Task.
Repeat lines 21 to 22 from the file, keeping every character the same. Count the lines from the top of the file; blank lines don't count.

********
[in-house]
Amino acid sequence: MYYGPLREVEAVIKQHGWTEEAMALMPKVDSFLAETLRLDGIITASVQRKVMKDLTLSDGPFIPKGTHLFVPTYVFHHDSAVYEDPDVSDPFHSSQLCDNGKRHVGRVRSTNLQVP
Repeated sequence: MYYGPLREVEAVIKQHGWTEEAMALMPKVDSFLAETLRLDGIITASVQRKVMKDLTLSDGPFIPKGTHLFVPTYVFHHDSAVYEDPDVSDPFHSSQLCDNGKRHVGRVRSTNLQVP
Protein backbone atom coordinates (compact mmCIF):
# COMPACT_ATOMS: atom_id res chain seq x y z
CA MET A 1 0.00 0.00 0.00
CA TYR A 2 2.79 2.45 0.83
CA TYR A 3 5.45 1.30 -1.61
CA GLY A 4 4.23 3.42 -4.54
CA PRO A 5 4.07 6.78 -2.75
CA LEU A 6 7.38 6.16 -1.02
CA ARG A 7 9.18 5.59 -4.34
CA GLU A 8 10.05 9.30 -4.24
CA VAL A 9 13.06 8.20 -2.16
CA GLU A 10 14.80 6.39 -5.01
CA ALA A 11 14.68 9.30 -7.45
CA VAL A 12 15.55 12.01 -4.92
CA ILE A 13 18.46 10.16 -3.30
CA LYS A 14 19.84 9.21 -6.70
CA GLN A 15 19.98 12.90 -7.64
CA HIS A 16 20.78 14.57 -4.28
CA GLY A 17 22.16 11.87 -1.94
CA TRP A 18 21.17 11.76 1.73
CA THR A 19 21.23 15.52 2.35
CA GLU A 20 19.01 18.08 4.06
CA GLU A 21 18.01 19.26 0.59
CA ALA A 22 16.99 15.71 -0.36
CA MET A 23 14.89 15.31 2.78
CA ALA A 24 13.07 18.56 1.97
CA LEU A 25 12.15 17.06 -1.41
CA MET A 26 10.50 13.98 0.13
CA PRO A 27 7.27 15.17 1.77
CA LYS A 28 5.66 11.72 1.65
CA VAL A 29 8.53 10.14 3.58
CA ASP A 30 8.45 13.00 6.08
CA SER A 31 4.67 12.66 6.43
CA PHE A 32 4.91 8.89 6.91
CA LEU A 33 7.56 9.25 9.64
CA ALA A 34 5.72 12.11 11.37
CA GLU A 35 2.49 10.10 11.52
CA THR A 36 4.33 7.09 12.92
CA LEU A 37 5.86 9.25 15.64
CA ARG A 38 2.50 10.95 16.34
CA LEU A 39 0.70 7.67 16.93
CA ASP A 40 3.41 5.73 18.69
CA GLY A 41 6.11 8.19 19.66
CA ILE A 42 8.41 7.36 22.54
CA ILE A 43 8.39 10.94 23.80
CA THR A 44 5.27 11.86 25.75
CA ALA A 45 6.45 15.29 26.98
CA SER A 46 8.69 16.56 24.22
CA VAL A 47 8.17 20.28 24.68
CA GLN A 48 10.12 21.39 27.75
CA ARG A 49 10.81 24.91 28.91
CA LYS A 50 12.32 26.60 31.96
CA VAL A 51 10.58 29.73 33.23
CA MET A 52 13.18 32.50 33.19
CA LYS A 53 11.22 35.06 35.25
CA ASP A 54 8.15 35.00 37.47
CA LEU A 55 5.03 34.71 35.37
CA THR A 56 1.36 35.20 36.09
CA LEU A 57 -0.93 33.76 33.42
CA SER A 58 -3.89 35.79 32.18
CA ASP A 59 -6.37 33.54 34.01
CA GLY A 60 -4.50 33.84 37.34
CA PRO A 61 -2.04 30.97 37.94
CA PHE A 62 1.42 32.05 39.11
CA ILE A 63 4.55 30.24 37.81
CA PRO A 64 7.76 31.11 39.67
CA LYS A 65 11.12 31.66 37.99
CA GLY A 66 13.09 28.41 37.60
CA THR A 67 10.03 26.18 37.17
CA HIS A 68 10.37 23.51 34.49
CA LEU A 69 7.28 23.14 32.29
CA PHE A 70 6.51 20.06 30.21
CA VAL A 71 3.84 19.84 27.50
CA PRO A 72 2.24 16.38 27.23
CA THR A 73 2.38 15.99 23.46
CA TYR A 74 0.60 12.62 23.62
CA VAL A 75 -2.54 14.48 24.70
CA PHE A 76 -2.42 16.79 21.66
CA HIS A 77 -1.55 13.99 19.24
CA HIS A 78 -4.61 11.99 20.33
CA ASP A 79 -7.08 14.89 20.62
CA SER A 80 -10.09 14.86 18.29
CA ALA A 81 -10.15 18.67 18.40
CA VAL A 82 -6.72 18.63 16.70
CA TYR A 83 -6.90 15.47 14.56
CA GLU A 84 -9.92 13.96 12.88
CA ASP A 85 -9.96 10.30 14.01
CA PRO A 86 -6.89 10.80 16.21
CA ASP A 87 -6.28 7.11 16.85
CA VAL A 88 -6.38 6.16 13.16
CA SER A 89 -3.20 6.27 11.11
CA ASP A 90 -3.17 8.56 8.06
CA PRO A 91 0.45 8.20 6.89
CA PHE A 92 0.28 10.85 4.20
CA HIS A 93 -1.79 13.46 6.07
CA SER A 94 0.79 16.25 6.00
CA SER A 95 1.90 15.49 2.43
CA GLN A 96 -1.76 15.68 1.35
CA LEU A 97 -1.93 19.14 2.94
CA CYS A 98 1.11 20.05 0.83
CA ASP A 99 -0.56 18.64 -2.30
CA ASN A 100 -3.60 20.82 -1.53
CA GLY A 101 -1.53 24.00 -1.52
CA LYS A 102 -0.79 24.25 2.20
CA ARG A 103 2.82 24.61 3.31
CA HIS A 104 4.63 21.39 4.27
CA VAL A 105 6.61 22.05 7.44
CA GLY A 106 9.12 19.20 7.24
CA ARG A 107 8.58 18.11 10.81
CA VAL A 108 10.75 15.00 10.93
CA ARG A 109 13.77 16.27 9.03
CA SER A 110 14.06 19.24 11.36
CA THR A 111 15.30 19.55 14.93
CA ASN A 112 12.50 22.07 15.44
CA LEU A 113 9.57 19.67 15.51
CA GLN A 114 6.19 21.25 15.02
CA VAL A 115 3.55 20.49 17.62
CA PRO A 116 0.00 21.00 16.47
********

CA HIS A 16 20.78 14.57 -4.28
CA GLY A 17 22.16 11.87 -1.94